The Real Difference Between Vitamin C And Vitamin D

Vitamin C and vitamin D are both important to our overall health. These vitamins are often found in supplements as well as sometimes in beauty products. So what makes each one unique and how are they different?

Also known as L-ascorbic acid, vitamin C is a water-soluble vitamin. This means that excess amounts of the vitamin are flushed out of our body when we go to the bathroom. It's an essential nutrient that our bodies need to help form blood vessels, cartilage, muscle, and collagen in our bones (via Medical News Today). It is also an antioxidant that protects our cells from free radicals that can enter our bodies when we're exposed to things like tobacco smoke or radiation from the sun. Finally, vitamin C helps us absorb and store iron.

Vitamin C is found in many fruits and vegetables such as oranges. While it's recommended that people try to get most of their nutrients from whole foods, vitamin C supplements have proven to be a safe way to reach our daily recommended intake. It is recommended that adults take no more than 2,000 mg per day of a vitamin C supplement. Serious side effects are rare, but too much of this vitamin may cause gastrointestinal issues.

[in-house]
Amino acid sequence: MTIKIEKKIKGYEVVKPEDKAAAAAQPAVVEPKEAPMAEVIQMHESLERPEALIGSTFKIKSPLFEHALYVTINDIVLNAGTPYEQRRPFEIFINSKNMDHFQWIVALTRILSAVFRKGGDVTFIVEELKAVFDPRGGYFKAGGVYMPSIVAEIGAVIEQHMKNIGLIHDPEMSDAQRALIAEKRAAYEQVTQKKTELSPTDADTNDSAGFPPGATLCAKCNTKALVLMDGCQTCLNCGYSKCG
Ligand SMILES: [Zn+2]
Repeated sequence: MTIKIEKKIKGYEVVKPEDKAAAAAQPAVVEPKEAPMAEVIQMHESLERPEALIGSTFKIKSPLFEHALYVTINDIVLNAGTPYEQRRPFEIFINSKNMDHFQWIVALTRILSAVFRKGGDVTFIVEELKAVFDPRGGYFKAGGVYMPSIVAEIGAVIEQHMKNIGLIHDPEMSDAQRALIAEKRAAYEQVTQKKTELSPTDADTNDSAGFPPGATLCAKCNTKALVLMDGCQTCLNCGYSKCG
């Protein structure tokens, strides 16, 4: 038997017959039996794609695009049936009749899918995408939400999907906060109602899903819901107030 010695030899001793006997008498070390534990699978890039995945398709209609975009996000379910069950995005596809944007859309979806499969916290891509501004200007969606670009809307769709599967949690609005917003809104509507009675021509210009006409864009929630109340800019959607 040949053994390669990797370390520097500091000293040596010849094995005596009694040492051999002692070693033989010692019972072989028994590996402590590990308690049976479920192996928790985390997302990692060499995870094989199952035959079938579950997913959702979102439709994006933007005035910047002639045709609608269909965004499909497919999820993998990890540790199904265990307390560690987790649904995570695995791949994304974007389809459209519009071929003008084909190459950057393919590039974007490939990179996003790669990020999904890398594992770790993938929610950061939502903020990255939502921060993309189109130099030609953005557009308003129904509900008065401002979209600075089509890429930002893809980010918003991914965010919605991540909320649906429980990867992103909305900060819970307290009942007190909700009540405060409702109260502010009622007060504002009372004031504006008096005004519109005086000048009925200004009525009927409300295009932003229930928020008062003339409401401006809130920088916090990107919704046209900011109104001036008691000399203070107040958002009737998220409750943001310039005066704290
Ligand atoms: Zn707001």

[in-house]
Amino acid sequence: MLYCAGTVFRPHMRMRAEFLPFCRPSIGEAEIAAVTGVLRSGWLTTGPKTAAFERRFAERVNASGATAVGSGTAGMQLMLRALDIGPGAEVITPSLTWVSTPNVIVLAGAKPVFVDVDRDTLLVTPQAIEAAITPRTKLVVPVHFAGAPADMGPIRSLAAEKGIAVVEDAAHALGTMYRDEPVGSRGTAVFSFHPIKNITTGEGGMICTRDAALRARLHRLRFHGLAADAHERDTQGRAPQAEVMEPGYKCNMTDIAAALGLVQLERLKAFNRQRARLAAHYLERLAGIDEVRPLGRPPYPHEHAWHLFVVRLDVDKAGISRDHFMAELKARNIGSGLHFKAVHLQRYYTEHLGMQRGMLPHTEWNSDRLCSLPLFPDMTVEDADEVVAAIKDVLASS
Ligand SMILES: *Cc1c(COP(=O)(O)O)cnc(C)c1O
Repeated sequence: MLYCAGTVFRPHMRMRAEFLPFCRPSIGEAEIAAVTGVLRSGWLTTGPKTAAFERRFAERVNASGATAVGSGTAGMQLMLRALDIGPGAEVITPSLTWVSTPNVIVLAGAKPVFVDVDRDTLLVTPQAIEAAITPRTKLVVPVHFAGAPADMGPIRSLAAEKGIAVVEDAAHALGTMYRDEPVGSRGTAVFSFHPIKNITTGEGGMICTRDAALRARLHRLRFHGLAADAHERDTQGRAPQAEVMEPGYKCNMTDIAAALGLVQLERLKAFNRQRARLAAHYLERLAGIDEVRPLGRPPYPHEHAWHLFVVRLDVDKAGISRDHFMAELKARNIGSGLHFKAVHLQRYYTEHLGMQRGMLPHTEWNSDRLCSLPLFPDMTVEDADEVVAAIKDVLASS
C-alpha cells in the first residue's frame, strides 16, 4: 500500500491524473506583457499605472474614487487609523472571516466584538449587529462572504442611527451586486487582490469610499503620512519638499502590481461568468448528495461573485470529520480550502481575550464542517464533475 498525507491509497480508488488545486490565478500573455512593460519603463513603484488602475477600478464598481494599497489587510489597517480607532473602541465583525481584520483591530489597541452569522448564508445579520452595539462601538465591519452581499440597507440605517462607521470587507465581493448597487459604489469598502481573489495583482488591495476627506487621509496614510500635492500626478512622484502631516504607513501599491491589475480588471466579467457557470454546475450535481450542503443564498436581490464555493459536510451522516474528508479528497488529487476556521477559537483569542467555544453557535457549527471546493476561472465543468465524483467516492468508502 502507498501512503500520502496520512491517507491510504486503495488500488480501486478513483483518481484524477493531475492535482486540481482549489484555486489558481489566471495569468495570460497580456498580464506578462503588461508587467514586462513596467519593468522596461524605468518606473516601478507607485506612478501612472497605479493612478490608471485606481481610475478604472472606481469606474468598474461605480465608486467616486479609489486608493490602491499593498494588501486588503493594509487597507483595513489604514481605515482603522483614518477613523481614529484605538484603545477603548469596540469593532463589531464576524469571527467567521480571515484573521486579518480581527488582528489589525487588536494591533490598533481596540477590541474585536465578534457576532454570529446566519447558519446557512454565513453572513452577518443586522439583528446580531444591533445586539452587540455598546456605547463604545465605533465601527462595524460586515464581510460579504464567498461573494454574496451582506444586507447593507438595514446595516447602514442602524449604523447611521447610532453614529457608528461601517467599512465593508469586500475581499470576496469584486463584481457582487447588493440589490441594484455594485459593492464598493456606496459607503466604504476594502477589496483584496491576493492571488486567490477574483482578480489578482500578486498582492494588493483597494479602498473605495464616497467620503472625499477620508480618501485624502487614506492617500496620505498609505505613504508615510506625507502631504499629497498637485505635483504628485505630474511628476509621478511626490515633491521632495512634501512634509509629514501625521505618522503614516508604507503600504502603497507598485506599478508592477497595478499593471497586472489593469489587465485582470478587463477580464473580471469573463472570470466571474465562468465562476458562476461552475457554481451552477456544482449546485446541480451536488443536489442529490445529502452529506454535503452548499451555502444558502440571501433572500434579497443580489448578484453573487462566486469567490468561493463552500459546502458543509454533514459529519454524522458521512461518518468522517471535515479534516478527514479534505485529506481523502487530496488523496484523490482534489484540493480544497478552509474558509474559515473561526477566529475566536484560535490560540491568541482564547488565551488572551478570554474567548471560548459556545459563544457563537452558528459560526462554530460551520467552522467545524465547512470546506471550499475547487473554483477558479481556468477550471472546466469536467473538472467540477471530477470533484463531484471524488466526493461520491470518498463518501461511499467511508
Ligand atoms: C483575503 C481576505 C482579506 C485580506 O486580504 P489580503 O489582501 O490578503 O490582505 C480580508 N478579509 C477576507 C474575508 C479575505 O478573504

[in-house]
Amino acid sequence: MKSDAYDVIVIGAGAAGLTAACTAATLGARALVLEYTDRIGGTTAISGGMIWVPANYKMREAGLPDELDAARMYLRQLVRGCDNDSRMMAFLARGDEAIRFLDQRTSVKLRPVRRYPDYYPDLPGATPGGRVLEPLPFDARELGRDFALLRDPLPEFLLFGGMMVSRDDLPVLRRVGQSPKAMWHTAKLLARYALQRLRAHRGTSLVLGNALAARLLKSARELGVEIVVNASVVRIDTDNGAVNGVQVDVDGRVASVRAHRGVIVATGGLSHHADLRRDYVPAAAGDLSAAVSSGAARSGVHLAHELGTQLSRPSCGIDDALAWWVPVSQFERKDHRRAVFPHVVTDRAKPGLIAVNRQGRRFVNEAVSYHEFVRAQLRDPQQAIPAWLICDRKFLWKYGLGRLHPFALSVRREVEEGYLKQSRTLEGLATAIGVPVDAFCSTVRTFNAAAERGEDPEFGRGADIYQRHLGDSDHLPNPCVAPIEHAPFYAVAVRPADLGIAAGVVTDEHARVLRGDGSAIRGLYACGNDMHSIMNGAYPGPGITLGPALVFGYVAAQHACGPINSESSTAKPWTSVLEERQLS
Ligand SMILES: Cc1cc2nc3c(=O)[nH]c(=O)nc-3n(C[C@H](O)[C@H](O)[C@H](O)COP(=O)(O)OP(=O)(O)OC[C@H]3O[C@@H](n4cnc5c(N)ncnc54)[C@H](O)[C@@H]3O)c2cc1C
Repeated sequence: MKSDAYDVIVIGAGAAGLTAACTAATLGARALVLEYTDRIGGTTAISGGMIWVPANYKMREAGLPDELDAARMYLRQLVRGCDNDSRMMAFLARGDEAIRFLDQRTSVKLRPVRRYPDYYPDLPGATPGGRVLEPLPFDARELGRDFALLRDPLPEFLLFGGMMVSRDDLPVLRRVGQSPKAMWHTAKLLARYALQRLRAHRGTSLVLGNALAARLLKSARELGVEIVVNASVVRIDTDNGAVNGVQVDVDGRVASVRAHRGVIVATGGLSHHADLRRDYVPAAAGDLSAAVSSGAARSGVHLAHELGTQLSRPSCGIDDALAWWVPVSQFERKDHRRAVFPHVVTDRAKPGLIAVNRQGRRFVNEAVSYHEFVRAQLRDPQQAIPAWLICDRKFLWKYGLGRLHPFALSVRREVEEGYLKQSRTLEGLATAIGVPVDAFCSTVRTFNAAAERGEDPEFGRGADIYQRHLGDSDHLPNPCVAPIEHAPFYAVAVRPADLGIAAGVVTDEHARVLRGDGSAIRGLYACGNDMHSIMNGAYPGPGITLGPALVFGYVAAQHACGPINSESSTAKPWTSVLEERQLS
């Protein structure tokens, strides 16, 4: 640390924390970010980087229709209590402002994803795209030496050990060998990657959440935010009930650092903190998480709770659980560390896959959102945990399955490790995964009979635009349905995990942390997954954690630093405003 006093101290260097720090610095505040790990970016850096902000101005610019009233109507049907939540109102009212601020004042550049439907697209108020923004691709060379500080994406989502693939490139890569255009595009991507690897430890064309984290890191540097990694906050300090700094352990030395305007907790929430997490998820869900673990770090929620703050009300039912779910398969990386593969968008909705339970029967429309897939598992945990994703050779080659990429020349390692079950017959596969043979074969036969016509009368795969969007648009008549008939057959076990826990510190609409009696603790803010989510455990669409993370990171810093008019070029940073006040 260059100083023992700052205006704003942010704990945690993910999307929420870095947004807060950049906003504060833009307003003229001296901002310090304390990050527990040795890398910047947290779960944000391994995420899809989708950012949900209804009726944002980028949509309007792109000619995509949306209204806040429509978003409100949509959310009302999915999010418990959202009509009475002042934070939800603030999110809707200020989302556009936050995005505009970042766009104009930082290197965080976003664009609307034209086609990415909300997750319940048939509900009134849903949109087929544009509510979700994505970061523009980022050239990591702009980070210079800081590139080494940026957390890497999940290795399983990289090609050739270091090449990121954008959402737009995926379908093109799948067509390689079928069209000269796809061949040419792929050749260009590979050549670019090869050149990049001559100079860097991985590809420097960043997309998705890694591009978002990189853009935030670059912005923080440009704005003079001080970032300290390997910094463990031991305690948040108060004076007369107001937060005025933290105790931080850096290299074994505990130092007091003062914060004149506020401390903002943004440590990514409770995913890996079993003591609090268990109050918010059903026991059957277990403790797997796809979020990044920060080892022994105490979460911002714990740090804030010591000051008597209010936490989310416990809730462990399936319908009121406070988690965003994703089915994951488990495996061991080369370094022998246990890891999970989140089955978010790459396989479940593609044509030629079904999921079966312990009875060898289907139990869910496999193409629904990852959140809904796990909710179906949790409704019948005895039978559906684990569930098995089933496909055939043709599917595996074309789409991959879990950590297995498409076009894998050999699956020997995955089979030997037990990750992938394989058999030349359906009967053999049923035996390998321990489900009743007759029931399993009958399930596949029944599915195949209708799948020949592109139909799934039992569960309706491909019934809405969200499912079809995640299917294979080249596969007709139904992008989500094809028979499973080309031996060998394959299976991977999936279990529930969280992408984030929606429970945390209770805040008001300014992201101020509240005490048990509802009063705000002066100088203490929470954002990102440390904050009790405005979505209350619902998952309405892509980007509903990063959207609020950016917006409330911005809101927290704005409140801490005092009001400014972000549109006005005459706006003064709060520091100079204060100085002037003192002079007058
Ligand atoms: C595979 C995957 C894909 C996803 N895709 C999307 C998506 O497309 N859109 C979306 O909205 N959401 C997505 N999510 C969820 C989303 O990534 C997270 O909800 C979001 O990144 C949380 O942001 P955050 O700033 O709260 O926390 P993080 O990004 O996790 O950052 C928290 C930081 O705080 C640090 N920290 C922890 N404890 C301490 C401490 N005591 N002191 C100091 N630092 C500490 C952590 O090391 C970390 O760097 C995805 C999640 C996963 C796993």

How is vitamin D different from vitamin C?

Vitamin D is another essential nutrient that your body needs, as it helps to build and maintain healthy bones. Unlike vitamin C, vitamin D is fat-soluble (via Healthline). This means it dissolves in fat and gets stored in your body's tissue. Additional amounts of the vitamin do not get flushed out of your system, so it's easy to take too much and experience negative side effects. Answers vary when it comes to what scientists believe the ideal daily intake should be for an adult, but it's recommended that you do not take a daily supplement amount of more than 4,000 IU a day.

Although you can get vitamin D from sunlight and certain foods, deficiencies are very common. People at the highest risk of developing a vitamin D deficiency include post-menopausal women, those who use steroids, pregnant and breastfeeding women, and the elderly (via Cleveland Clinic). People who do not frequently go outside are also at risk. Talk to your doctor if you fall into any of these groups and they may recommend the use of a vitamin D supplement.